extend the rights of the criminally accused.
Historical
Considerations
In 1886, the Supreme Court decided Boyd v. United States, a
case described by Justice Louis Brandeis as formulating a principle
&dquo;...that will be remembered so long as civil liberty lives in the
United States&dquo; (Olmstead v. United States, 1928). In Boyd.
Justice Bradley asserted that &dquo;...constitutional provisions for the
security of person and property should be liberally construed.... It
is the duty of the courts to be watchful for the constitutional rights
of the citizen, and against any stealthy encroachments thereon&dquo;
(Brennan, 1977, p. 494).
Prior to the passage of the Fourteenth Amendment, the
Supreme Court consistently held that the Bill of Rights restricted
only federal proceedings (Lewis & Peoples, 1978). Following the
dictum of the Court in Barron v. Baltimore ( 1833), this approach to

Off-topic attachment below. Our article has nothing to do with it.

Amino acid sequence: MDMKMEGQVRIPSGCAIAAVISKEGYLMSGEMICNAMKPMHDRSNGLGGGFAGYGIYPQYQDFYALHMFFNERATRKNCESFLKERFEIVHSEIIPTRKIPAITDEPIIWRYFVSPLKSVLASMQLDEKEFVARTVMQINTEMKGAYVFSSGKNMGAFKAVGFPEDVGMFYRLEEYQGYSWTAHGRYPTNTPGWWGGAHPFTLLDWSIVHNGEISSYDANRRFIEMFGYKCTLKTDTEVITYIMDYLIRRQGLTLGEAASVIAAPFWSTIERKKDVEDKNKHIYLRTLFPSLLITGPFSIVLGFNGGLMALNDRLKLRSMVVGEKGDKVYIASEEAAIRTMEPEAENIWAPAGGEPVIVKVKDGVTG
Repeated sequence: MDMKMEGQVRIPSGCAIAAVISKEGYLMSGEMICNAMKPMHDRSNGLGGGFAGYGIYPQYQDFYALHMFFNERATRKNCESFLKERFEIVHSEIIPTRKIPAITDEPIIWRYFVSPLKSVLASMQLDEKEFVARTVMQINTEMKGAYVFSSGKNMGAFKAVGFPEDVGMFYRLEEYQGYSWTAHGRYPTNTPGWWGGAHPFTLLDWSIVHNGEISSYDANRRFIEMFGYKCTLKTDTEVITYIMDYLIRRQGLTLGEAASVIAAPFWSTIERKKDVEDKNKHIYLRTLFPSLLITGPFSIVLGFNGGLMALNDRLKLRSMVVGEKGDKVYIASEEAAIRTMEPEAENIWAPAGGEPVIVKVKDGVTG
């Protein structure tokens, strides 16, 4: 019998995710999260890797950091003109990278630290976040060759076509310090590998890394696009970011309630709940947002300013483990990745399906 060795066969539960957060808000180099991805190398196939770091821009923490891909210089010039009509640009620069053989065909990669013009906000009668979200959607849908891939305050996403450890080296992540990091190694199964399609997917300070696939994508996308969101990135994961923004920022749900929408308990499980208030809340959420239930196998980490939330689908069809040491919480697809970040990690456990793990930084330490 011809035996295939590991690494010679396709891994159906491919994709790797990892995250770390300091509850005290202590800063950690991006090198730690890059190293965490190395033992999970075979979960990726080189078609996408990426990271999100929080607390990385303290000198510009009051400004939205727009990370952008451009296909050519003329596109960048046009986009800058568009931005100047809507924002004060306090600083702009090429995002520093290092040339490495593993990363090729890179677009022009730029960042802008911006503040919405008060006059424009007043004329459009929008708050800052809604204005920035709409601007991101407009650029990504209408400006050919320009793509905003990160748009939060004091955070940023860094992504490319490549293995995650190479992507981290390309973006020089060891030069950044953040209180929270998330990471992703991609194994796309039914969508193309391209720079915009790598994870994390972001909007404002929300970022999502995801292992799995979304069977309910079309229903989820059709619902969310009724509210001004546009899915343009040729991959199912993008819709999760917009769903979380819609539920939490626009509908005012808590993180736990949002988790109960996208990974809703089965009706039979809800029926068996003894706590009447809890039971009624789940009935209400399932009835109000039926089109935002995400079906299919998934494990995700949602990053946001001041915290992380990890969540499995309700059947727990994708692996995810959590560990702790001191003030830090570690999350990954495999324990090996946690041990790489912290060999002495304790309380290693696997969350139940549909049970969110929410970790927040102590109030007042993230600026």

constitutional interpretation became known as the Barron doctrine.
During the early part of the Twentieth Century, the Barron
doctrine retained its vitality. Later, the United States Supreme
Court embraced an incremental approach to incorporating specific
provisions in the federal Bill of Rights to state proceedings.
According to Associate Justice William Brennan (1977), the
posture of the Supreme Court regarding the incorporation doctrine
in criminal cases began to change significantly later in the
Twentieth Century. During this period most of the protection
guaranteed to the accused in the federal Bill of Rights were applied
to state proceedings through the Due Process Clause of the
Fourteenth Amendment, including: The right to counsel in capital
cases (Powell v. Alabama, 1932); the privilege against self-
incrimination when state officials use torture to obtain a confession
(Brown v. Mississippi, 1936); the right to a public trial (In re
liv r, 1948); the right to be free from unreasonable searches and
seizures (Wolf v. Colorado, 1949); the exclusionary rule of
evidence (Map,p v. Ohio, 1961); the right to be free from cruel and


45
unusual punishment (Robinson v. California, 1961); the right to
appointed counsel in felony cases (Gideon v. Wainright, 1963); the